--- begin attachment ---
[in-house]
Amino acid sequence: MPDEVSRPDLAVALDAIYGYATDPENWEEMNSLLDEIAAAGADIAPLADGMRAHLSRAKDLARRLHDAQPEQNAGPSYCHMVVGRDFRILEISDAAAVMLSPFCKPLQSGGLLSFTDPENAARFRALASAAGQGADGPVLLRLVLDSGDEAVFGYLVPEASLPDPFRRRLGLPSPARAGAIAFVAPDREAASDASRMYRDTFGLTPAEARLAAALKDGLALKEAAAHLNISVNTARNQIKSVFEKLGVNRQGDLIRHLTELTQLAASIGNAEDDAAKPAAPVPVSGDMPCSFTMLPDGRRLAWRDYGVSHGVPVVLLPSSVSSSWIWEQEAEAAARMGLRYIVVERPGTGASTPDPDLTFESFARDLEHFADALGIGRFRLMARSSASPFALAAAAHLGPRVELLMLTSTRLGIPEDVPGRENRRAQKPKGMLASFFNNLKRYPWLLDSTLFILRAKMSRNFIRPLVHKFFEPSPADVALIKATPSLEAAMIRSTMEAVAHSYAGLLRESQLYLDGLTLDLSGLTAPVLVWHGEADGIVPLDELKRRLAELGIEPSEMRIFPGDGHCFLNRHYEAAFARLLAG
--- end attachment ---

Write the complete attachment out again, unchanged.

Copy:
[in-house]
Amino acid sequence: MPDEVSRPDLAVALDAIYGYATDPENWEEMNSLLDEIAAAGADIAPLADGMRAHLSRAKDLARRLHDAQPEQNAGPSYCHMVVGRDFRILEISDAAAVMLSPFCKPLQSGGLLSFTDPENAARFRALASAAGQGADGPVLLRLVLDSGDEAVFGYLVPEASLPDPFRRRLGLPSPARAGAIAFVAPDREAASDASRMYRDTFGLTPAEARLAAALKDGLALKEAAAHLNISVNTARNQIKSVFEKLGVNRQGDLIRHLTELTQLAASIGNAEDDAAKPAAPVPVSGDMPCSFTMLPDGRRLAWRDYGVSHGVPVVLLPSSVSSSWIWEQEAEAAARMGLRYIVVERPGTGASTPDPDLTFESFARDLEHFADALGIGRFRLMARSSASPFALAAAAHLGPRVELLMLTSTRLGIPEDVPGRENRRAQKPKGMLASFFNNLKRYPWLLDSTLFILRAKMSRNFIRPLVHKFFEPSPADVALIKATPSLEAAMIRSTMEAVAHSYAGLLRESQLYLDGLTLDLSGLTAPVLVWHGEADGIVPLDELKRRLAELGIEPSEMRIFPGDGHCFLNRHYEAAFARLLAG